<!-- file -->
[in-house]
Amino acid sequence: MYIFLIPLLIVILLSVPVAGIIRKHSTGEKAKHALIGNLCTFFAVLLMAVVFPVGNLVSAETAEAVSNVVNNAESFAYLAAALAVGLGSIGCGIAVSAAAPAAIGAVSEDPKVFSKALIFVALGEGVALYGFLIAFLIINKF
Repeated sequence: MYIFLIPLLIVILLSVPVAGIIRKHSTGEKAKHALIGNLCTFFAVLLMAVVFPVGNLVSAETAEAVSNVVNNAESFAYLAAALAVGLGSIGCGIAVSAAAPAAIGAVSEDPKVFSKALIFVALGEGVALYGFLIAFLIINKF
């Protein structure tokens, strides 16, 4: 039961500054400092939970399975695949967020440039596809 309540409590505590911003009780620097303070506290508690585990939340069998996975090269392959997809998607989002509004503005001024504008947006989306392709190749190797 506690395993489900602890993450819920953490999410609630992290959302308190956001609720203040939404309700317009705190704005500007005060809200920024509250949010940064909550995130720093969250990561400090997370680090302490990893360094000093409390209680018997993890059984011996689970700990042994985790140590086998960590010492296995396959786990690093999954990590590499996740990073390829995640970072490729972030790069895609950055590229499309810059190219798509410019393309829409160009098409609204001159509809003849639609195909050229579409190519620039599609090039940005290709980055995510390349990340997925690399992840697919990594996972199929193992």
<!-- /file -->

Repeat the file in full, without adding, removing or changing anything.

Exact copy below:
[in-house]
Amino acid sequence: MYIFLIPLLIVILLSVPVAGIIRKHSTGEKAKHALIGNLCTFFAVLLMAVVFPVGNLVSAETAEAVSNVVNNAESFAYLAAALAVGLGSIGCGIAVSAAAPAAIGAVSEDPKVFSKALIFVALGEGVALYGFLIAFLIINKF
Repeated sequence: MYIFLIPLLIVILLSVPVAGIIRKHSTGEKAKHALIGNLCTFFAVLLMAVVFPVGNLVSAETAEAVSNVVNNAESFAYLAAALAVGLGSIGCGIAVSAAAPAAIGAVSEDPKVFSKALIFVALGEGVALYGFLIAFLIINKF
């Protein structure tokens, strides 16, 4: 039961500054400092939970399975695949967020440039596809 309540409590505590911003009780620097303070506290508690585990939340069998996975090269392959997809998607989002509004503005001024504008947006989306392709190749190797 506690395993489900602890993450819920953490999410609630992290959302308190956001609720203040939404309700317009705190704005500007005060809200920024509250949010940064909550995130720093969250990561400090997370680090302490990893360094000093409390209680018997993890059984011996689970700990042994985790140590086998960590010492296995396959786990690093999954990590590499996740990073390829995640970072490729972030790069895609950055590229499309810059190219798509410019393309829409160009098409609204001159509809003849639609195909050229579409190519620039599609090039940005290709980055995510390349990340997925690399992840697919990594996972199929193992």